Fatima: After DrupalCon New Orleans, I got involved with the Drupal Diversity and Inclusion group. Nikki Stevens, who led the DDI team at the time, was constantly giving me opportunities. At DrupalCon Baltimore Sprint Day, I remember asking, “Nikki, what do we do?” She was like, “I don't know. You’re the boss.” That motivated me to lead our first sprint on the issue queue for Drupal Diversity. After that, I stayed involved. Our channel has become a place for the community to acknowledge that it isn’t as inclusive as it could be - but it's also a place to work collectively towards the better. It’s a space to ask, “What does ‘better’ look like and how do we get there?” This year at DrupalCon, Nikki passed the leadership position off to me, so now I am the leader of the Drupal Diversity and Inclusion.
Gigi: That’s amazing. Congratulations!
Fatima: It hasn’t totally sunk in yet, but thank you! This year, I was also track chair for the Building Community track at DrupalCon.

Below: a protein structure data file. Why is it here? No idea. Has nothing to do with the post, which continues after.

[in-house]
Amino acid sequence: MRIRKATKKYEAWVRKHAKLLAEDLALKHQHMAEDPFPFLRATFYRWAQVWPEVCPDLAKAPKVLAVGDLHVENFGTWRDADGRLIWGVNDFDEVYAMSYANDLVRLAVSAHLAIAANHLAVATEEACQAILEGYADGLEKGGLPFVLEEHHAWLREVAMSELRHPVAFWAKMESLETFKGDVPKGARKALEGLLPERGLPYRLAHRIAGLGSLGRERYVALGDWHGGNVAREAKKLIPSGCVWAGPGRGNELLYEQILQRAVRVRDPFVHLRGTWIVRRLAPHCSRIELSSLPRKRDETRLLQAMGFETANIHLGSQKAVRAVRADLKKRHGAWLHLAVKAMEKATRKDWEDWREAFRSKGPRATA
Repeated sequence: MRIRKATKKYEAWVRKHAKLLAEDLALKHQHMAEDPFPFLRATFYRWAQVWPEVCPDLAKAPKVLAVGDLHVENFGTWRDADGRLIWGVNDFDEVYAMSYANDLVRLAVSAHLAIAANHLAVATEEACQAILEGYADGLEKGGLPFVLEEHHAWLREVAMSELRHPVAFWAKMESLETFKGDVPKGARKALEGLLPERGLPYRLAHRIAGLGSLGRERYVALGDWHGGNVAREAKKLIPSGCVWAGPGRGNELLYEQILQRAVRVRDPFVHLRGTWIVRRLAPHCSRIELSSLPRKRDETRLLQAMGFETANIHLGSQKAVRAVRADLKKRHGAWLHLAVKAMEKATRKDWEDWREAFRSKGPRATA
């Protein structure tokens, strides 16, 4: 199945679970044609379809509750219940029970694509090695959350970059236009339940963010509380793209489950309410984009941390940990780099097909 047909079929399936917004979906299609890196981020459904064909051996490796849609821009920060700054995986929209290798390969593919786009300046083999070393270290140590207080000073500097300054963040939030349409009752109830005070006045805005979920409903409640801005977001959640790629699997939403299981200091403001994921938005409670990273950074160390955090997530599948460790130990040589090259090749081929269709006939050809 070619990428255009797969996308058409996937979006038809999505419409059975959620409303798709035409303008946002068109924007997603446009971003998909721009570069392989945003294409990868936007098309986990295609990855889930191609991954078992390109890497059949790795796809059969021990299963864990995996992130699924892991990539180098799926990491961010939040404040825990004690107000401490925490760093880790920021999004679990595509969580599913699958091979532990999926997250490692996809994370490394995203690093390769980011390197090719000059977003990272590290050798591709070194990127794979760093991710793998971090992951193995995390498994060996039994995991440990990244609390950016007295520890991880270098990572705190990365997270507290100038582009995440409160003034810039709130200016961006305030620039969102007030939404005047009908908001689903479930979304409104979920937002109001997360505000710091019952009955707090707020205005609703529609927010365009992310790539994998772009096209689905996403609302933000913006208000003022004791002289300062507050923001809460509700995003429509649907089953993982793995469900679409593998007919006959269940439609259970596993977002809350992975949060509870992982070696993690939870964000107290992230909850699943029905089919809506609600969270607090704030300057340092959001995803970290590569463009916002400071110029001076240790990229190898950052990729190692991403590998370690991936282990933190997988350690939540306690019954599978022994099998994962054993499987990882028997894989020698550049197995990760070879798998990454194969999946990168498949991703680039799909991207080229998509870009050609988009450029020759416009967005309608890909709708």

We didn’t get as much attendance as I hoped, and I think we have to work on how we market the community for the community [laughter]. We did end up getting a lot of interesting proposals, and the selection process was hard. Eventually Amanda Gonser and I decided that in addition to a Building Community track, we need to have a default space for all community working groups. So we created Community Convos, which is based on Core Convos. Now we have a space where the Community Working Group, DDI, Drupal Mentoring, and even the Drupal security team can all meet.